Lake Atitlan, Guatemala
Software development 

TrainersLab postmortem

TrainersLab was a Windows application that I created together with a Swedish bodybuilder in 2003. In those days you called it a "Multimedia CD-ROM" to make it sound more fancy.

We parted ways and I continued on my own, redesigned the application and published a new version in 2005, as downloadable on the internet.

I still think the technology I used and style of user interface of this new version is very interesting, and could motivate doing a postmortem description of this dead product.

My very talented friend Erik was kind enough to design the logo and page elements. See above for the stylized TL as in TrainersLab. It was meant to resemble the heart pulse curve of an ECG print.

TrainersLab was part educational material, mostly about gym training and nutrition, and part diary tools to log and analyze your training. The philosophy was "Science doesn't fully understand optimal training yet. Become your own scientist and analyze what you do, to find your optimum path to success."

A trial version of TrainersLab can be downloaded from here. Works on Windows XP, but probably not on Windows 7 and later versions.


TrainersLab was built in .NET technology with C# 2.0, and a proprietary database format. Data was stored through normal object serialization, and then written as records in a simple flat file database, with a separate index file to keep track of all objects. This resulted in pretty simple but efficient storage of object graphs, and quite the opposite of a sophisticated RDBMS that would have had to be installed on the user machines.

The user interface was mostly done in HTML, which was very unusual at the time, and still is for a Windows application. All content and tools were in document style pages not forms, and organized in a hierarchy of folders.

Below: The general design of the application. The folder structure is to the left, the main menu at the top, and the document pane to the right. The document pane was entirely done in HTML with the rest was normal Winform components. (All in Swedish).

I embedded Internet Explorer into the application, and made heavy use of its content edit mode, so that pages could be edited in a true WYSIWYG fashion. Pages could be created and modified both during its production and at the hands of a user.

The structure could be navigated though the left menu, or if it was hidden away, through clicking on links in the text of the pages, and through the breadcrumb navigation at the top of each page. This gave the application a feel of being a web site but at the same time an application, which I felt was a very nice and powerful combination. 

For example at the start page above, the user can either browse the directory structure to the left. Or he can click a button above to hide the directory, and then continue browsing around like a web site with underlined links, as shown below. 

Below: The page content is in the middle, in this case a folder that lists recipes. At the top is the breadcrumb navigation that shows where in the structure the page is, and below is a list of sub pages/folders. To the left are checkboxes with icons, which optionally show and hide those particular sections.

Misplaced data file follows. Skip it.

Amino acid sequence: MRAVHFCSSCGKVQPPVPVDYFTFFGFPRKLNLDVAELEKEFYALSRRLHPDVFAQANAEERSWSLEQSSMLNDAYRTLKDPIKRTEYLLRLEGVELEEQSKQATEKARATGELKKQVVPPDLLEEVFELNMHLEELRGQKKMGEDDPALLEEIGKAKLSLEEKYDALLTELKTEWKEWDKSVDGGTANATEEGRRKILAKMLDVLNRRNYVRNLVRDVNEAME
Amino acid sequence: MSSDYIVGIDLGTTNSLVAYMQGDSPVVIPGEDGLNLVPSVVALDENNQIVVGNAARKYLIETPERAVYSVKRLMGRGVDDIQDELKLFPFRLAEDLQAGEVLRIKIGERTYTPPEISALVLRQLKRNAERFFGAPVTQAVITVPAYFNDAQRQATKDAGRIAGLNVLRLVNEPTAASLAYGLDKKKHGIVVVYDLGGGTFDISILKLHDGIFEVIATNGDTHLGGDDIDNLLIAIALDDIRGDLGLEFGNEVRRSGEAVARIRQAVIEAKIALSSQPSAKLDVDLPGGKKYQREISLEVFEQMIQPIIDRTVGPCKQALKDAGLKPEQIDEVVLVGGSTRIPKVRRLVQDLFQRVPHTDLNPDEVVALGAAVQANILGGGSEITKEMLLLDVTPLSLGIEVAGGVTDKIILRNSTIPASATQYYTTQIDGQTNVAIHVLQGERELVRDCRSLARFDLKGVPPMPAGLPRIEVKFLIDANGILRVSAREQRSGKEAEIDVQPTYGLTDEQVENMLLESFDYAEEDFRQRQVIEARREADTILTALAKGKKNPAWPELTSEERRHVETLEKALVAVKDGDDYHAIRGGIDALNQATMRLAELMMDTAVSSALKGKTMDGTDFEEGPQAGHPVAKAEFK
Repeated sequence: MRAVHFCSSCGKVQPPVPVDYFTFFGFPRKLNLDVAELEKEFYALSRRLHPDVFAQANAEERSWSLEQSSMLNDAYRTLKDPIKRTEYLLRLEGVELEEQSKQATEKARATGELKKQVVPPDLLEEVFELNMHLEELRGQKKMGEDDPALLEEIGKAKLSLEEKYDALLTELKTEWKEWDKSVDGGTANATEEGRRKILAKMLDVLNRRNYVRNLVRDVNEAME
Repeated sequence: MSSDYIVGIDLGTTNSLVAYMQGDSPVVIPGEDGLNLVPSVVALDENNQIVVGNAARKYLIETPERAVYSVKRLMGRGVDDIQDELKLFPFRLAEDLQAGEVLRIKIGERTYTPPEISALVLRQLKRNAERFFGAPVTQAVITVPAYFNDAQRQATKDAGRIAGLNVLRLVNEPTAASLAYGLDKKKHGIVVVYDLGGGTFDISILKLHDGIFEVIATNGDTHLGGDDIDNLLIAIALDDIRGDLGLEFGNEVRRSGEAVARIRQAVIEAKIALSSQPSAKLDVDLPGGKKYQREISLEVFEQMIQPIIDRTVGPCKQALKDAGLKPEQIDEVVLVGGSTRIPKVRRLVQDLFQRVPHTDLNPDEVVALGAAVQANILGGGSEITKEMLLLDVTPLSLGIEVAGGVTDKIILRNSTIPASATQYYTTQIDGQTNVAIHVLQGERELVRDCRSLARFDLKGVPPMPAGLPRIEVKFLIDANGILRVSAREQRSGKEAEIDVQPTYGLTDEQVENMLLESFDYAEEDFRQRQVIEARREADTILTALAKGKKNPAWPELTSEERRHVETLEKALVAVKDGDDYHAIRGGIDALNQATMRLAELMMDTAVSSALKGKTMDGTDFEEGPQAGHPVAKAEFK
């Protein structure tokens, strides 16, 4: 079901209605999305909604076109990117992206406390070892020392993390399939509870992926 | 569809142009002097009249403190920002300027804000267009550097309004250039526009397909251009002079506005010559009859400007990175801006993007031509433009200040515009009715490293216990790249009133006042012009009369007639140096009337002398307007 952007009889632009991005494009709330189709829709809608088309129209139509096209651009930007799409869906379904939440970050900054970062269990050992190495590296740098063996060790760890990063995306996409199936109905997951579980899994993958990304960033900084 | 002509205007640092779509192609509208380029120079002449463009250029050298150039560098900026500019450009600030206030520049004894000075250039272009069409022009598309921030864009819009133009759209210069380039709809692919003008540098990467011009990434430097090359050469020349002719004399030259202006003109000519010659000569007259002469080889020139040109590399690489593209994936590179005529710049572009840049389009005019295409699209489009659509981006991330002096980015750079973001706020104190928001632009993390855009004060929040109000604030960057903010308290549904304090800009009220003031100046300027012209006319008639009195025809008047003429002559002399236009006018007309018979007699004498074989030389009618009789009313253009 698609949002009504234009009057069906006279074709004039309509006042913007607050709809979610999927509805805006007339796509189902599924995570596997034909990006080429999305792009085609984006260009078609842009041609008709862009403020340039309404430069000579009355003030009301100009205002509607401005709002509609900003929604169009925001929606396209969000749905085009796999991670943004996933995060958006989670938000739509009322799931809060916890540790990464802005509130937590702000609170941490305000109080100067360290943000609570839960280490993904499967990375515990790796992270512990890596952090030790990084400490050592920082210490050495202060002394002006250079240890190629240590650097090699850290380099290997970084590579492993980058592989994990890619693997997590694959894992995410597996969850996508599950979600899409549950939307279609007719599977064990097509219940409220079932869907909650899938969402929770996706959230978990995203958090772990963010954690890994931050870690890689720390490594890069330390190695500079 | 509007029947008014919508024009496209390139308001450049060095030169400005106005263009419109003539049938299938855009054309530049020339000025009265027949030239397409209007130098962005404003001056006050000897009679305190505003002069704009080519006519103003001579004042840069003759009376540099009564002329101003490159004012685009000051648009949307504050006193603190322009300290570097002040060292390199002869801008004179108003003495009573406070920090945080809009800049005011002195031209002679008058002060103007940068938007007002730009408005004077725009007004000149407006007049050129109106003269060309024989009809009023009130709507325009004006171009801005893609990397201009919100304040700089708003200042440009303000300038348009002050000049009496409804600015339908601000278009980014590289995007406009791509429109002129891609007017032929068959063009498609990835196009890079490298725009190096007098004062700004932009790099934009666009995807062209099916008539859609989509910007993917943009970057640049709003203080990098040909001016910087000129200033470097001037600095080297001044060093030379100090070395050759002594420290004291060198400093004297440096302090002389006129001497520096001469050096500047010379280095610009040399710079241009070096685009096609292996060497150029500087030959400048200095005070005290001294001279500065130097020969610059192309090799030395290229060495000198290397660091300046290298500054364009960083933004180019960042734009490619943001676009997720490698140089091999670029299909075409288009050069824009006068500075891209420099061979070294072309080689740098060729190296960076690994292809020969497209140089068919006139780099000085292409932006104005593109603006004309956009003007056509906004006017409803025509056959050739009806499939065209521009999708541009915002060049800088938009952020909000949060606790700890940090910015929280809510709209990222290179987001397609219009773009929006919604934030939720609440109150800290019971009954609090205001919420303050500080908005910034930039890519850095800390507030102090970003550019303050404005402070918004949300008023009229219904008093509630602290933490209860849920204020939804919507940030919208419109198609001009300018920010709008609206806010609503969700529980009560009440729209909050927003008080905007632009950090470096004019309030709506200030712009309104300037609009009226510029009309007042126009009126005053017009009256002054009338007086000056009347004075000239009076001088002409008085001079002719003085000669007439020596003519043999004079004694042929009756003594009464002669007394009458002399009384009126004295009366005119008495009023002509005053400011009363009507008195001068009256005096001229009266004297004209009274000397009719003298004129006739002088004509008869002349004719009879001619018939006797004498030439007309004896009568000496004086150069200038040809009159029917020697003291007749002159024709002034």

TrainersLab had a huge database of ingredients and their nutritional values. These were combined into recipes, with totals for all the values, so that users could keep track of their diets. 

Below: The nutritional values for papaya fruit. These pages are documents, but at the same time editable, in that every white box can be edited by the user.

Below: A number of ingredients are combined into a recipe. The editing was all through the magic of dynamic HTML. The text of each ingredient is a clickable link that leads back to its page.

Below: The same logic applies to exercises and how they are combined into training sessions. Every exercise included in the application also had a video sequence of my friend performing it. We filmed it in the gym and then I carefully extracted one single repetition from the feed, so that it could be looped indefinitely without any sign of overlap. As with ingredients having nutritional values, exercises instead had a list of involved muscles.

Below: Several exercises are combined into a training session, with space to write your result in the exercise, for example 40 kg done for 12 repetitions.

Below: I dug deep into the physiology books and compiled descriptions of all major muscles in the body. In this case the major pectoral muscle.

Below: It all came together in the dairy, where all meals and training sessions were logged.

Below: The powerful diagram function took all the logged data and presented it as curves, to analyze progress, and find what things that did not work really well. In the example below three curves are compared: amount of protein consumed, amount of vitamin C consumed, and the result in bench press. (Sorry for not showing the entire diagram, this is the only screen shot I have).

Final thoughts

At the time I thought that combining a document flow layout with an application form layout was a very good thing, and where the future for user interfaces would lie. Forms get increasingly complex and need the flexibility and plasticity of flow layout, while documents usually need buttons and controls to modify their contents.

I still think this is an optimum way to design user interfaces, but few seem to agree, because there are no professional tools to create this kind of design. It has to be done through various tricks, and is very time consuming.

As for the story of TrainersLab, it never caught on. I believe it was a really good product, but I only sold about a hundred copies of it. I think it was a combination of the market not being ready for it, and lack of sales effort on my part. I learned the hard way that I should stick to being an engineer, not a businessman.

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